'SIGN 'O' THE TIMES." Prince. Warner Bros.
Prince has finally come to his senses. On his new two-record set, he's gone back to the dance music turf he explored in 1982 in "1999," by far his best album. This one, too, is mostly very good.
Like most Prince albums, it's mainly dark, murky and sexy. Prince is too savvy to rehash material, and the new work is more soulful, sinister and definitely more obtuse than "1999." Rather than simple dance music with throwaway lyrics, it's oblique, often absorbing funk-rock.
His explorations of other genres, while commercially successful, have been artistic duds. "Purple Rain" was basically cloying pop-rock. It merely proved that he had figured out the tastes of the masses and knew how to pander to them. "Around the World in a Day" is psychedelic claptrap. On "Parade," he seemed caught in musical limbo, not sure where to proceed.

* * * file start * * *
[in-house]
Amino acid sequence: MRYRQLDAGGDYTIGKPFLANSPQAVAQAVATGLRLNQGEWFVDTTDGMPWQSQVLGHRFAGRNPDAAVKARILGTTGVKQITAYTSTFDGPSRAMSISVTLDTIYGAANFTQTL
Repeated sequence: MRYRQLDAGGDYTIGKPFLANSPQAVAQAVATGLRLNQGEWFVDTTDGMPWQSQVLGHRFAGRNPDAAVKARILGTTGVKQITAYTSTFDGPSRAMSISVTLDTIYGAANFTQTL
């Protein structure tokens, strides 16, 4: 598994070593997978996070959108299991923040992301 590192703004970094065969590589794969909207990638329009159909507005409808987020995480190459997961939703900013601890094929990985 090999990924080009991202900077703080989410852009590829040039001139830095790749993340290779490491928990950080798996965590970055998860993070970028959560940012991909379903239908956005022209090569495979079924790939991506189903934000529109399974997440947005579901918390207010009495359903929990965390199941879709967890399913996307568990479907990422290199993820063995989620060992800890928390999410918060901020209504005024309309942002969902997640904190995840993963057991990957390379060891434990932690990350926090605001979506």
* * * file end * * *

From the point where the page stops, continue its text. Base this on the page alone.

On this largely one-man effort, Prince seems rejuvenated. When working in dance music, he never seems to flounder, as he does in other genres. There's an undeniable charm and vitality to his dance-music pieces that's missing in his other work.
Prince really pushes his vocal range to its limits on "Sign." His natural singing voice--high and thin, but uncannily expressive--is preferable because his falsetto can be grating. That voice he uses on 'Housequake"--strangely similar to Alvin the Chipmunk's--is also annoying.
The best songs in this set are down-to-earth, soulful dance numbers, like "Housequake," "Hot Thing" and the live "It's Going to Be a Beautiful Night."
A few flagrant pop pieces, like "I Could Never Take the Place of Your Man," are tossed in lure the masses, but the real failures on "Sign 'o' the Times" are the more conventional ballads, "Slow Love" and "Adore." The most intriguing song is the lewdly pulsing "If I was Your Girlfriend," which is highlighted by a terse, racy rap and a stark, chilling climax. More than any of the other new tunes, this one shows how really provocative Prince can be.